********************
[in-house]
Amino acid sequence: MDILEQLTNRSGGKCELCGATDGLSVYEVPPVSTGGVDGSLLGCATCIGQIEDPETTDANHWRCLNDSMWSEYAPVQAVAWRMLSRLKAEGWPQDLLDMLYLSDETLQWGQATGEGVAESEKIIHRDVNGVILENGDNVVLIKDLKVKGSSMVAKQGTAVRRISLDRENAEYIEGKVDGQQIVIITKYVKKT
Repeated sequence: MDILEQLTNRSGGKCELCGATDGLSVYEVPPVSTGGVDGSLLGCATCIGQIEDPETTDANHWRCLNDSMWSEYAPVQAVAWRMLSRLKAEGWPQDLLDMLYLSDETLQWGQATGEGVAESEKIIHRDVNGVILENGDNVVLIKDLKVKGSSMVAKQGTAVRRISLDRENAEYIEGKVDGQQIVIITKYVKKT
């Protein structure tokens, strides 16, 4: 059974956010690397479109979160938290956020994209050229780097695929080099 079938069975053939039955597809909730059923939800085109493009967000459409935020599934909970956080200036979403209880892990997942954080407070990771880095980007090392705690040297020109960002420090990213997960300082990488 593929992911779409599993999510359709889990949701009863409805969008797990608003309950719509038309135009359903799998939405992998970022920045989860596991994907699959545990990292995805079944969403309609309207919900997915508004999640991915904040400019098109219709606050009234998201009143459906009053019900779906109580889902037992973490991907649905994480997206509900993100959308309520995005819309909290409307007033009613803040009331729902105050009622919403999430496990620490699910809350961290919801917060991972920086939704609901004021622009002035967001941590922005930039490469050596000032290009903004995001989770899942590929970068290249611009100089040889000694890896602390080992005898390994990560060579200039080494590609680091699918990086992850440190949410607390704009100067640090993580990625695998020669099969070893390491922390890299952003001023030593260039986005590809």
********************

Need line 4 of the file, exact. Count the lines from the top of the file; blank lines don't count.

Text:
């Protein structure tokens, strides 16, 4: 059974956010690397479109979160938290956020994209050229780097695929080099 079938069975053939039955597809909730059923939800085109493009967000459409935020599934909970956080200036979403209880892990997942954080407070990771880095980007090392705690040297020109960002420090990213997960300082990488 593929992911779409599993999510359709889990949701009863409805969008797990608003309950719509038309135009359903799998939405992998970022920045989860596991994907699959545990990292995805079944969403309609309207919900997915508004999640991915904040400019098109219709606050009234998201009143459906009053019900779906109580889902037992973490991907649905994480997206509900993100959308309520995005819309909290409307007033009613803040009331729902105050009622919403999430496990620490699910809350961290919801917060991972920086939704609901004021622009002035967001941590922005930039490469050596000032290009903004995001989770899942590929970068290249611009100089040889000694890896602390080992005898390994990560060579200039080494590609680091699918990086992850440190949410607390704009100067640090993580990625695998020669099969070893390491922390890299952003001023030593260039986005590809």